“With the realization that a lot of the growth in our market here in Boston is being driven by these life sciences companies, we think it’s beneficial for the town as well,” Sheehan said. “It brings economic development, more taxes, and less traffic than a typical office building.”
Greatland would offer tenants a shuttle bus to the Riverside T station, as well as amenities such as a cafeteria, fitness center, and outdoor areas. Sheehan remains hopeful Greatland could begin construction by the end of 2021, and start welcoming tenants a year later.
Greatland, which acquired the site in December, faces some complications with permitting. The project has become intertwined with a town-sponsored effort to rezone the old Liberty Mutual property and an adjacent two acres owned by the town for multifamily housing. The town’s proposal would allow up to 50 housing units per acre by special permit, or a likely max of 100. But the plan also is raising concerns among neighbors who might otherwise be inclined to support Greatland.
Likewise, the switch in the Riverside plans by Korff’s company, Mark Development, is by no means a slam dunk. Many neighbors were not keen on the size of the last proposal: The council already approved roughly 1 million square feet of construction, with offices, apartments, shops, and a hotel. Korff doesn’t want to change the overall size. But he does want to raise the height of one of the proposed buildings, in approximate numbers, from 70 feet to 125 feet. He’s willing to knock back the tallest building to about 145 feet, from 170 feet. And he plans to drop the hotel completely and pare back the number of apartments from 582 to 550.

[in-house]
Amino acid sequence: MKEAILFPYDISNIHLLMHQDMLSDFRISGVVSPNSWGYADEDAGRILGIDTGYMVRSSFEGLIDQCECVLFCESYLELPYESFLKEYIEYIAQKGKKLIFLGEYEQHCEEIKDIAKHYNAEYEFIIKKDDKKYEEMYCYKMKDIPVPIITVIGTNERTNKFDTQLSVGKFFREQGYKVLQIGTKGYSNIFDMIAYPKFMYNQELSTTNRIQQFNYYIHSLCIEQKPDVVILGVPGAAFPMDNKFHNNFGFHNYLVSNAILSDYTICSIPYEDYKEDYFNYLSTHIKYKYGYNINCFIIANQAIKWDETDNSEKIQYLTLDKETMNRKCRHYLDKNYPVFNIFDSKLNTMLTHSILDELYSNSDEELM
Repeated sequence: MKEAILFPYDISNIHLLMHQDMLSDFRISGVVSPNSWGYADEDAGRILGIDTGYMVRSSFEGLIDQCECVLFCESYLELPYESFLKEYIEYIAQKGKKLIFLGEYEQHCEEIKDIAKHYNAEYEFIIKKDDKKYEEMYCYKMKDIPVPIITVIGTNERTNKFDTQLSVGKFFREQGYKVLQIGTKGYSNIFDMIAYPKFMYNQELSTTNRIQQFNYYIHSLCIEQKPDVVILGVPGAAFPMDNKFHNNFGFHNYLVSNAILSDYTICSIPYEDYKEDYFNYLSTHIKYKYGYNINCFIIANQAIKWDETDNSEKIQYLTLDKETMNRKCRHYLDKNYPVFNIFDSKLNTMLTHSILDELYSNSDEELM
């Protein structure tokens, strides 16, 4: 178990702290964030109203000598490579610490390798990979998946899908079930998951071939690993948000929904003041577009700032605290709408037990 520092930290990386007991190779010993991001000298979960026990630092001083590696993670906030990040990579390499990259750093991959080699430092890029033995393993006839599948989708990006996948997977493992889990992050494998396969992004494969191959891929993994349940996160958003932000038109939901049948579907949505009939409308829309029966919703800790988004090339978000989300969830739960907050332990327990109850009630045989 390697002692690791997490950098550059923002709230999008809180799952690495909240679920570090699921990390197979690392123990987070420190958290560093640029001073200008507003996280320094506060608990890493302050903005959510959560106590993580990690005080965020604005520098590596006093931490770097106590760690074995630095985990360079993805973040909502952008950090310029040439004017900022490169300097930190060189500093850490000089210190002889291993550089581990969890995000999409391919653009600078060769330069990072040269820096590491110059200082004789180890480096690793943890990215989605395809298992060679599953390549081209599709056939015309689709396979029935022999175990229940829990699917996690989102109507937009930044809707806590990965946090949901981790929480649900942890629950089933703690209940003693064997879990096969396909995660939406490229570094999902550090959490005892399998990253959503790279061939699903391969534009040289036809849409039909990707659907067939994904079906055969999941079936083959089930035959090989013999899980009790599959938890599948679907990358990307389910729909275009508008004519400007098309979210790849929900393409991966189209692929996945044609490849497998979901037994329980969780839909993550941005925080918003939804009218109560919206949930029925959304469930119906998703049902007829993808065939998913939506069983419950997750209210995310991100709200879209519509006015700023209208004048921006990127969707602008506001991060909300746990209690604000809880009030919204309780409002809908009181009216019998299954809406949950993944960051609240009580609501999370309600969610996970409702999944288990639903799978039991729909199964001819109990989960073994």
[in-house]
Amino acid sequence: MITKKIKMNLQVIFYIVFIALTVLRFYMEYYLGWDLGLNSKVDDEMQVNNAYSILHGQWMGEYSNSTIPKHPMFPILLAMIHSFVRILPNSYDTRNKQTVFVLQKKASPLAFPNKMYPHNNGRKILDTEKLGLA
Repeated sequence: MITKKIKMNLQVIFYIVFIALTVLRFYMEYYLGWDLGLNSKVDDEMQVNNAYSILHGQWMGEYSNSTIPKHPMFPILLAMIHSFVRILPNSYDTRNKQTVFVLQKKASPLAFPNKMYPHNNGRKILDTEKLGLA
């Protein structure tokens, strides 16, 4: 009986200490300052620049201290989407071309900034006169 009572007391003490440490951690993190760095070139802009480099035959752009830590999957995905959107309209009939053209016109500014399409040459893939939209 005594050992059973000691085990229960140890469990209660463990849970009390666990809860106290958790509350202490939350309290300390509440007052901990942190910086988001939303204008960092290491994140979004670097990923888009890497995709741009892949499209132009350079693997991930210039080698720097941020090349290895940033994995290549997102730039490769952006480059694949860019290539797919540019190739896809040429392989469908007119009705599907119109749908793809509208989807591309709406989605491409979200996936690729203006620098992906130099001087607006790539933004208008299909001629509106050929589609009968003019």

Financing for hotel construction all but dried up in the COVID-19 pandemic, Korff said, and borrowing money for major new office structures became tougher with office demand waning as more people work from home.
“Alexandria showed up out of the blue,” Korff said. “It seemed like a lucky break.”
The new investor offers a viable solution to keep the Riverside project alive, Korff said, one that dovetails with Alexandria’s long-term vision for its Grove Street complex next door. Korff said the switch offers the city a big bump in taxes, roughly another $800,000 a year, from the old plan because of the added value of lab equipment. Korff’s new proposal calls for 362,000 square feet of life sciences space among the two buildings.
Liz Berthelette, research director at brokerage Newmark Group, said as office demand recedes in Greater Boston, life sciences is picking up much of the slack. It’s not all just research: She pointed to a former Cisco building in Boxborough that is being converted for biomanufacturing.
“This is an industry that is really a beneficial driver for Boston, and a differential driver,” said Jodka, the Colliers researcher. “We have this growth happening in our market today. When you look across other markets in the country, they don’t have that.”